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Showing posts from June, 2018
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Debbie Young Evokes Her Dream Office (with a little help from the National Trust...) "Where do you write?" asked a very pleasant lady at a talk I gave recently to the Cheltenham Writers' Circle.

I gave my standard answer: how lucky I am to have my own study in my Victorian Cotswold cottage, with a big desk facing a window that looks out over the garden.

But next morning, when I sat down to write there, I shrieked as a sharp pain shot from my spine to my ankle, reminding me that lately I had been spending far too long at my desk-with-a-view - and I felt desirous of change.

Prompted by the arrival of my new National Trust card in the post the day before, and licensed by my friend and mentor Orna Ross to fill the creative well with a weekly "create date" with self, I stowed my purse, my shades, and my notebook and pen into my backpack, donned my walking boots, and set off to nearby Dyrham Park.


Ok, I confess, I drove there (well, it is about eight miles away) - bu…

Athens mother of arts and eloquence: N M Browne

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I am writing this having just had the delightful experience of teaching creative writing at the British Council/Kingston University Summer School in Athens.

It was a great experience because it was in Athens; because it was in the Summer; and because I got to see the Acropolis for the first time. Need I go on? It was also great because I really like teaching as it obliges me to think about writing in a slightly more analytical way, to formulate different ways of expressing familiar ideas and to challenge some of my lazier habits.

The main reason it was great, however, was because the people I met were all amazing. The majority were native Greek speakers whose grasp of even idiomatic English was phenomenal.This always makes me feel inadequate and humble because all I do is write in my native language and these ‘students’ have jobs which involve specialist knowledge, in engineering, business and God knows what altogether and yet they can also write interestingly and well in a foreign lang…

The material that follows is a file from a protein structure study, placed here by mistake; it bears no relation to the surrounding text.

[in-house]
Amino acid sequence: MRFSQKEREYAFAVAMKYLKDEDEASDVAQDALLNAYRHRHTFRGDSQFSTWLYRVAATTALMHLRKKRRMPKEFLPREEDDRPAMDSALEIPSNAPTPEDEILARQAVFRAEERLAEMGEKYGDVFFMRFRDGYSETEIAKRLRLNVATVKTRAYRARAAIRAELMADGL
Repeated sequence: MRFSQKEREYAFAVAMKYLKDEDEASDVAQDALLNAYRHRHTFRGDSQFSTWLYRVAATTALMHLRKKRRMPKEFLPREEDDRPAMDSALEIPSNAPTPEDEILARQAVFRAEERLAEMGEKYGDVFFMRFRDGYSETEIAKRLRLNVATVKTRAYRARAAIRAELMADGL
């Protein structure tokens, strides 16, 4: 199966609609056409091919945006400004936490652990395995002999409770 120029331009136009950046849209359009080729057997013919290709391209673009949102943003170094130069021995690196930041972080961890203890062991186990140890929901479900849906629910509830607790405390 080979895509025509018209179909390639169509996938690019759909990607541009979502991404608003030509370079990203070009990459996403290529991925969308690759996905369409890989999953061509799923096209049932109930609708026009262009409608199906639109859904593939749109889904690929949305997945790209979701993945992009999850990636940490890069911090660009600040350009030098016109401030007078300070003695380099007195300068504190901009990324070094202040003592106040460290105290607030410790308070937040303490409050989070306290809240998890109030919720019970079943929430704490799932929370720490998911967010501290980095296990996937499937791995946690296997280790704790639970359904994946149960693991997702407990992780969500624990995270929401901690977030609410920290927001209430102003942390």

Magic bowls, Greed, and a very Sharp-Horned Dilemma by Enid Richemont

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And so he's finally out there - my miserable and reclusive Stan who is actually extremely lonely and longing for human contact, along with his decidedly acerbic fairy godmother who's seemingly stuck with the job of giving him his "ONE HUNDRED WISHES." It's always lovely to see new books, and Franklin Watts production standards are very high, so however small the story, it's always satisfying to see the results.

Next to come, in July, will be "MORE", an Indian variation on the story of the magic bowl which keeps re-filling for as long as its owner stays polite and grateful, which, of course, the guy who steals it won't, as he NEVER says thank you, and regards the bowl's never-ending bounty as his privileged right. Here he is on the left, fat and pompous, and all ready to grab your very last crumb. His small daughter's quite different, though, and may one day change everything, because hey! Girls are powerful, especially little ones.

I am a…

Lord Byron and the Morality Clause - Andrew Crofts

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“Byron, is that you?” John Murray shook the receiver in the hope of clearing the line. “These international lines are bloody terrible …”
“Murray,” Byron shouted back down the line, “what do you want? Things are pretty hectic here.”
“How’s the holiday going?”
“Oh, you know what the foreigners are like. Lots of good swimming though. Just planning a trip to attack some Turks who are holed up in this castle. What can I do for you? Books selling alright?”
“Yes, sales are good."

"Public still think I'm a genius?"

"Up to a point ... but we have a bit of a problem, old man.”
“Problem?”
“We’re going to have to let you go, I’m afraid, pulp what we’ve got left of your scribblings.”
“What are you talking about, man?”
“It’s the media you see. They’re kicking up a bit of a fuss about your private life, the way you treat people … it’s all very silly, I know.”
“What do you mean, the way I treat people? You’re not making sense, man.”
“Well it’s the way you keep buggering ever…

Sanskriti: A Different Kind of Literary Meet in Boston, by Dipika Mukherjee

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